Confessions of a researchaholic

August 25, 2010

The man who loved China

Filed under: Real — liyiwei @ 9:13 pm
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I am not interested in biography, but I approached this book due to the Needham question: why China was taken over by the west in science and technology around 1500 AD after the amazing advances in earlier times? I was hoping that this book will provide answers, even though I never realistically expected that since this is a question about history, and thus can never be verified scientifically.

Well, I was right about that, as obviously nobody has ever managed to answer the Needham question. But that does not really bother me for several reasons.

First, I, like many others who have been through both Chinese and American style educations, know the main reasons more or less, even though none of us can rigorously prove anything. But answering a historical question is not really the point. The point is to find remedies and solutions. That, fortunately, I, just like many others, already know how to do practically, as evident from our achievements in modern scientific and technological activities.

Second, as pointed out in the book, the Needham question might be moot anyway, as China seems to have regained its rigor and creativity. But I cannot fully agree with this point; I agree that China has been improving, but it still has work to do to catch up with the American level creativity. Even from the young Chinese students I am collaborating today I can still see a lot of old problems that probably have been accumulated through hundreds if not thousands years of bad cultural impacts. But this is obviously fixable at least in an individual level; the million dollar question is whether it is also possible in a large national or even ethnic wise scale.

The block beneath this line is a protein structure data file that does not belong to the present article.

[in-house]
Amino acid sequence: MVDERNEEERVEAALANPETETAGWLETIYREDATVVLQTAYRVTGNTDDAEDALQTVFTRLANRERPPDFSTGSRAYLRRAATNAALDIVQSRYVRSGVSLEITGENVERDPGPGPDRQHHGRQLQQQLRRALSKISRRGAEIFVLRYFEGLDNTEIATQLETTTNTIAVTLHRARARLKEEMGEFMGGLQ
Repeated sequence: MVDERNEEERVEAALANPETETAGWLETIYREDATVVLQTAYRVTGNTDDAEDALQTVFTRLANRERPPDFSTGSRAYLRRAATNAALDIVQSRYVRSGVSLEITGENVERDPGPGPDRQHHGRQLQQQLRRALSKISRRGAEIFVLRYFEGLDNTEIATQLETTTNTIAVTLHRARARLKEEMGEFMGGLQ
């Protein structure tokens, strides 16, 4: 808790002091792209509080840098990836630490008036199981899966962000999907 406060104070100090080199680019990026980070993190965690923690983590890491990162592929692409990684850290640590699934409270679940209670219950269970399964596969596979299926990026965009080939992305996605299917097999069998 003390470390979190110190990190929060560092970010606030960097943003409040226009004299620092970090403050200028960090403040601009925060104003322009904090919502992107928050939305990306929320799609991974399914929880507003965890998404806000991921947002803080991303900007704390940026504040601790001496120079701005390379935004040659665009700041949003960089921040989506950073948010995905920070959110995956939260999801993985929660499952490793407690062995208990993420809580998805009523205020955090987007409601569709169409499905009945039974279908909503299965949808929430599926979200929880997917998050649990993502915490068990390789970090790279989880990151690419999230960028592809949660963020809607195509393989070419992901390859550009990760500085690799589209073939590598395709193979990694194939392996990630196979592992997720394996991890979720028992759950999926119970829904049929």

The funny thing is that the Needham question was not formally addressed until at the epilogue of the book. So the book is really testing my patience. Fortunately, the main part of the book, essentially the biography of Joseph Needham, turns out to be a fascinating read.

I recommend this book to anyone, especially (ethnic) Chinese working in the field of science and technology.

August 12, 2010

Reviewing computer science papers

Filed under: Imaginary,Real — liyiwei @ 5:06 pm
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Computer theory: A hundred page proof that takes many very smart people weeks or even months to verify and (eventually) reject.

Computer graphics: A 4 to 8 page paper that takes one Joe Six Pack maybe just 3 seconds to reject because the teaser image does not look beautiful enough.

August 10, 2010

Adding google reader into viigo

Filed under: Real — liyiwei @ 3:23 pm
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If you are having trouble integrating google reader into your viigo (e.g. getting the error message “Unable to fetch Google Resource due to Authorization error” or that viigo stops following up updates on your google reader channels), a simple solution is to export from your google reader the OPML file and import it into viigo. Specifically:

. Go to your google reader account, click on settings (reader settings), go to import/export, and export your subscriptions into an OPML file.

. Go to your viigo account, remove all existing channels of your google reader, and import the OPML file you just saved.

This should just do it.

I also think it is a good idea to save (and update) an OPML file for your google reader subscriptions, not just as a backup but also allows you the flexibility to switch easily to other readers.